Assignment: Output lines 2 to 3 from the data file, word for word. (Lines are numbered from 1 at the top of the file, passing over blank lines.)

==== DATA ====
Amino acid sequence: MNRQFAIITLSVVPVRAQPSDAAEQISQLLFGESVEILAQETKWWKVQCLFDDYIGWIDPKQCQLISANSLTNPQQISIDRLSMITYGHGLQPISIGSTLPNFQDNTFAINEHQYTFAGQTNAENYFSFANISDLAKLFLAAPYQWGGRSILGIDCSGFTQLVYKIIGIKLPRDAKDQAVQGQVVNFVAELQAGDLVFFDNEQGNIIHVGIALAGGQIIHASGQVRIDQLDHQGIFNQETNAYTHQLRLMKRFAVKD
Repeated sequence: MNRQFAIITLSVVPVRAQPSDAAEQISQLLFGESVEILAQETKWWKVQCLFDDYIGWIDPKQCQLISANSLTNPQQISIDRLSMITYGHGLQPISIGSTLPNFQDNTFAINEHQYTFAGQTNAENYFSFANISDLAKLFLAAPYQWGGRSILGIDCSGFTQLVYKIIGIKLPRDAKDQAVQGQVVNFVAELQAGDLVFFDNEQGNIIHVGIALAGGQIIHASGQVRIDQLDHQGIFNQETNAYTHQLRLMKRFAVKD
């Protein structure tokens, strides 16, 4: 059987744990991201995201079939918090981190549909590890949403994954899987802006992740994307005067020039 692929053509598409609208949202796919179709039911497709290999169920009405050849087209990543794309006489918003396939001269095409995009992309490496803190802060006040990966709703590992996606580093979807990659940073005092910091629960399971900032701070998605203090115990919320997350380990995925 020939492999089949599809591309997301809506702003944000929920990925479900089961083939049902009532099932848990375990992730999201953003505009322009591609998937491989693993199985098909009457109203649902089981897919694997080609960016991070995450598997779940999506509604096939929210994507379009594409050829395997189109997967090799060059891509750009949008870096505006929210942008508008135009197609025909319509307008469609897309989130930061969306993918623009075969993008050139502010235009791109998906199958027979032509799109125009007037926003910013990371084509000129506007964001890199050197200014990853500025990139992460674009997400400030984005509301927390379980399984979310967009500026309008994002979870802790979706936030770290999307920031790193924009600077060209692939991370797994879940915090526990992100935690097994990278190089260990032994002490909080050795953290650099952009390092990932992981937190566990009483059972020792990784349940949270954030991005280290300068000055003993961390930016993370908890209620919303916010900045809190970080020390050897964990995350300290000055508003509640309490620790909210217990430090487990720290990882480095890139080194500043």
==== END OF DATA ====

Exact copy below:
Repeated sequence: MNRQFAIITLSVVPVRAQPSDAAEQISQLLFGESVEILAQETKWWKVQCLFDDYIGWIDPKQCQLISANSLTNPQQISIDRLSMITYGHGLQPISIGSTLPNFQDNTFAINEHQYTFAGQTNAENYFSFANISDLAKLFLAAPYQWGGRSILGIDCSGFTQLVYKIIGIKLPRDAKDQAVQGQVVNFVAELQAGDLVFFDNEQGNIIHVGIALAGGQIIHASGQVRIDQLDHQGIFNQETNAYTHQLRLMKRFAVKD
């Protein structure tokens, strides 16, 4: 059987744990991201995201079939918090981190549909590890949403994954899987802006992740994307005067020039 692929053509598409609208949202796919179709039911497709290999169920009405050849087209990543794309006489918003396939001269095409995009992309490496803190802060006040990966709703590992996606580093979807990659940073005092910091629960399971900032701070998605203090115990919320997350380990995925 020939492999089949599809591309997301809506702003944000929920990925479900089961083939049902009532099932848990375990992730999201953003505009322009591609998937491989693993199985098909009457109203649902089981897919694997080609960016991070995450598997779940999506509604096939929210994507379009594409050829395997189109997967090799060059891509750009949008870096505006929210942008508008135009197609025909319509307008469609897309989130930061969306993918623009075969993008050139502010235009791109998906199958027979032509799109125009007037926003910013990371084509000129506007964001890199050197200014990853500025990139992460674009997400400030984005509301927390379980399984979310967009500026309008994002979870802790979706936030770290999307920031790193924009600077060209692939991370797994879940915090526990992100935690097994990278190089260990032994002490909080050795953290650099952009390092990932992981937190566990009483059972020792990784349940949270954030991005280290300068000055003993961390930016993370908890209620919303916010900045809190970080020390050897964990995350300290000055508003509640309490620790909210217990430090487990720290990882480095890139080194500043």